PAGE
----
Human-Wildlife Conflict is a serious problem that we are facing worldwide. And this problem is increasing with the decrease in forest cover. This conflict is costing lives of both animals and humans at alarming rates.
Existing methods like electric fences are no longer efficient in solving such conflicts, so we decided to come up with a smarter solution that could protect the crops from animal intrusions without causing any harm to the wildlife. This led to the invention of ANIDERS (Animal Intrusion Detection and Repellent System), a device that works like a smart Scarecrow.
ANIDERS uses a combination of AIR ‘Active Infrared’ and PIR ‘Passive Infrared’ sensors to detect intrusion of any animal entering the farm and then it uses the electrical signal to trigger an alarm that repels the detected animal away. The alarm uses a combination of light and sound. Device is solar powered, hence does not need any power supply to charge its battery. It charges itself during the day and gets switched on automatically at night. Its water resistant and portable design makes it handy and sturdy to use. Two sensors PIR Sensors put together covers a diameter of about 30 meters. After the intrusion has been detected, ANIDERS will automatically tell the location of the animal by flashing spotlight towards it and will trigger the alarm system of that sector. This feature will help the farmers to pinpoint the sector in which the animal has intruded. Since animals tend to get acquainted to the recurring sounds and lights in their surroundings, ordinary alarming systems will work in the beginning, but its effectiveness will decrease sharply with time. To overcome this shortcoming, we have programmed ANIDERS to use permutations and combinations of light and sound patterns that changes every time an intrusion is detected. This will delay habituation in animals.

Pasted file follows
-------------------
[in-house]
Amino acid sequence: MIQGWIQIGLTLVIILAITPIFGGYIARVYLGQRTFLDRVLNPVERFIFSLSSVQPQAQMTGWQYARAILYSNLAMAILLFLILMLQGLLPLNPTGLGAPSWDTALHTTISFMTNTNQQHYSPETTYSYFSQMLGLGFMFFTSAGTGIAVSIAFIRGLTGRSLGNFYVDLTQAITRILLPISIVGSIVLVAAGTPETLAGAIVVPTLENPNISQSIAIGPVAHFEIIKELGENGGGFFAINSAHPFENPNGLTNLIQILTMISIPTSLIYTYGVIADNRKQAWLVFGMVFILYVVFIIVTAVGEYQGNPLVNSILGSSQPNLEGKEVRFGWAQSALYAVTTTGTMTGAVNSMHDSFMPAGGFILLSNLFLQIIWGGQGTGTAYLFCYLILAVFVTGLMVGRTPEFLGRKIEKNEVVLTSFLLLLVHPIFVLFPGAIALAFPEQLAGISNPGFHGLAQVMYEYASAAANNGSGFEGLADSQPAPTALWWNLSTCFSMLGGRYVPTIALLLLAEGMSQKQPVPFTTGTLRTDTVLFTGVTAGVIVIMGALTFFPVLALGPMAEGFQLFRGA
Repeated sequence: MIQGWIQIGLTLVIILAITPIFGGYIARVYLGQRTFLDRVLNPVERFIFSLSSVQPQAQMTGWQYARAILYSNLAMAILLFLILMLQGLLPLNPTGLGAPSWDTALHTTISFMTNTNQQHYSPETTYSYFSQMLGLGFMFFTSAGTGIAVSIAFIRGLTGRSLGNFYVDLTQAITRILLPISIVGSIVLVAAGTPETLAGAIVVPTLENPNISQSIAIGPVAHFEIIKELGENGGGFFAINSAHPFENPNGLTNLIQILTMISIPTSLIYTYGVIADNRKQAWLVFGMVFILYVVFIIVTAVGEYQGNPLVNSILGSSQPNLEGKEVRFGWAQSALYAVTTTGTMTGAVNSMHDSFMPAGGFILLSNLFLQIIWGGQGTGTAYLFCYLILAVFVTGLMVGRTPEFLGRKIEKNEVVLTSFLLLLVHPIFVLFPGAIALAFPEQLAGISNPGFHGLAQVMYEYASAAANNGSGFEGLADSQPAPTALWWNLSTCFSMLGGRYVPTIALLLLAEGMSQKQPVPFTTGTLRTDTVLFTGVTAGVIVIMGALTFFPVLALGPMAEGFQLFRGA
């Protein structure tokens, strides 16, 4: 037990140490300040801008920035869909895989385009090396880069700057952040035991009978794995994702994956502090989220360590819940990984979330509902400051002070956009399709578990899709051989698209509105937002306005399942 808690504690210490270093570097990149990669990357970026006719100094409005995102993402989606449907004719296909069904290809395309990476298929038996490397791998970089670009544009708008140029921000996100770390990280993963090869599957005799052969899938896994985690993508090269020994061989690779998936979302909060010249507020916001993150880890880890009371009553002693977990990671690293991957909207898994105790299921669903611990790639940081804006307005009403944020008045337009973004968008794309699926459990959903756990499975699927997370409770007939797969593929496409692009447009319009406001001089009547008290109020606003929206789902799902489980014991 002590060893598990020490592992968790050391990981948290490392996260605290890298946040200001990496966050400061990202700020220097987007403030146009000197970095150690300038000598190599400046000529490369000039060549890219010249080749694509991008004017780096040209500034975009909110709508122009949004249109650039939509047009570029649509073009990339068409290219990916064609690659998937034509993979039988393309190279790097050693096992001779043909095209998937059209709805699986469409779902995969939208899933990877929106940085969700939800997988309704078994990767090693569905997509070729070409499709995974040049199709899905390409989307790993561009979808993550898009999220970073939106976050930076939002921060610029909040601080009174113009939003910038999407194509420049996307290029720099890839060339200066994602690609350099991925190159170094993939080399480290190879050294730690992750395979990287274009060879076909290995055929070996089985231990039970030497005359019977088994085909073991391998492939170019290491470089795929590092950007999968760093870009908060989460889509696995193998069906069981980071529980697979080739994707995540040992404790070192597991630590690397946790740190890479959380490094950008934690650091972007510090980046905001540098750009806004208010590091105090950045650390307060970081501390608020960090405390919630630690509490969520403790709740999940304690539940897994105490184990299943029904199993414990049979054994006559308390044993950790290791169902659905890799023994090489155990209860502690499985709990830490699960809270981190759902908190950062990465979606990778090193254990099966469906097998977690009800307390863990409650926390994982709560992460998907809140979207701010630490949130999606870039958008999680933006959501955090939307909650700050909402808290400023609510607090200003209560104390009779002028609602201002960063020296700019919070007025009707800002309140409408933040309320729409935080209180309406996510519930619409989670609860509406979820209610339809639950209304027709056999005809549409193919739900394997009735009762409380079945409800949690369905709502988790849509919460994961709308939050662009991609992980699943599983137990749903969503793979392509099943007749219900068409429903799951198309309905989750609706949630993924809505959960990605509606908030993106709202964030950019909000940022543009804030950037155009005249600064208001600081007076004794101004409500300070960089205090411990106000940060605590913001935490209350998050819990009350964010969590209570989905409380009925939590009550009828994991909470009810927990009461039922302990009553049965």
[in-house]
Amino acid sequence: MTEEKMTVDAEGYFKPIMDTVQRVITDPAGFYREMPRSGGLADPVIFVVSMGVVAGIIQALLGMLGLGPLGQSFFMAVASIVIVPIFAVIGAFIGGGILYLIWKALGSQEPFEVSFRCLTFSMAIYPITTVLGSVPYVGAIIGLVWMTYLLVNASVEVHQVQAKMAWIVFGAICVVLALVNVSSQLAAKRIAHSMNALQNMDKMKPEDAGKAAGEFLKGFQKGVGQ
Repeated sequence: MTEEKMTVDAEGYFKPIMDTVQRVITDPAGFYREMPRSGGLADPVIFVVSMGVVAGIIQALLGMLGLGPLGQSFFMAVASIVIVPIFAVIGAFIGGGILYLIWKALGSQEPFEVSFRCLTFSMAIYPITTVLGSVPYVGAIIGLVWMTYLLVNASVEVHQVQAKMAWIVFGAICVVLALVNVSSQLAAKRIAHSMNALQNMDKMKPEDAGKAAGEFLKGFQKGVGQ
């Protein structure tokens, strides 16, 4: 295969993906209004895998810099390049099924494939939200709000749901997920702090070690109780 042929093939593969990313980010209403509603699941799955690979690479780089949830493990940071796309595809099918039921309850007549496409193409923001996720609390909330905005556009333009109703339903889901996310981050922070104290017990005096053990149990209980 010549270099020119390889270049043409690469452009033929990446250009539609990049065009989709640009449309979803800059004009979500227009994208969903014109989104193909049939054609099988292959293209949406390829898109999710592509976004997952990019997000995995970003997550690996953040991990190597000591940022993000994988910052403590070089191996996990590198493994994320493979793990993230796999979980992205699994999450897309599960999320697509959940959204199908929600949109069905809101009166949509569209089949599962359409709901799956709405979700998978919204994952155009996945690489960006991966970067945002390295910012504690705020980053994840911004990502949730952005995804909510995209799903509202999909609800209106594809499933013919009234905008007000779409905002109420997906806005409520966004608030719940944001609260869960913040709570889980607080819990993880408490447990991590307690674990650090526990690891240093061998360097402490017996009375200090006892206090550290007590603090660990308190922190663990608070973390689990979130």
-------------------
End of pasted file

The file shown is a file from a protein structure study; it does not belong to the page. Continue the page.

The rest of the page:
This device is efficient in protecting crops from animals like Elephants, Deer, Wild boars, Nilgai and other wild animals. It also keeps the land safe from predators like tiger and leopards.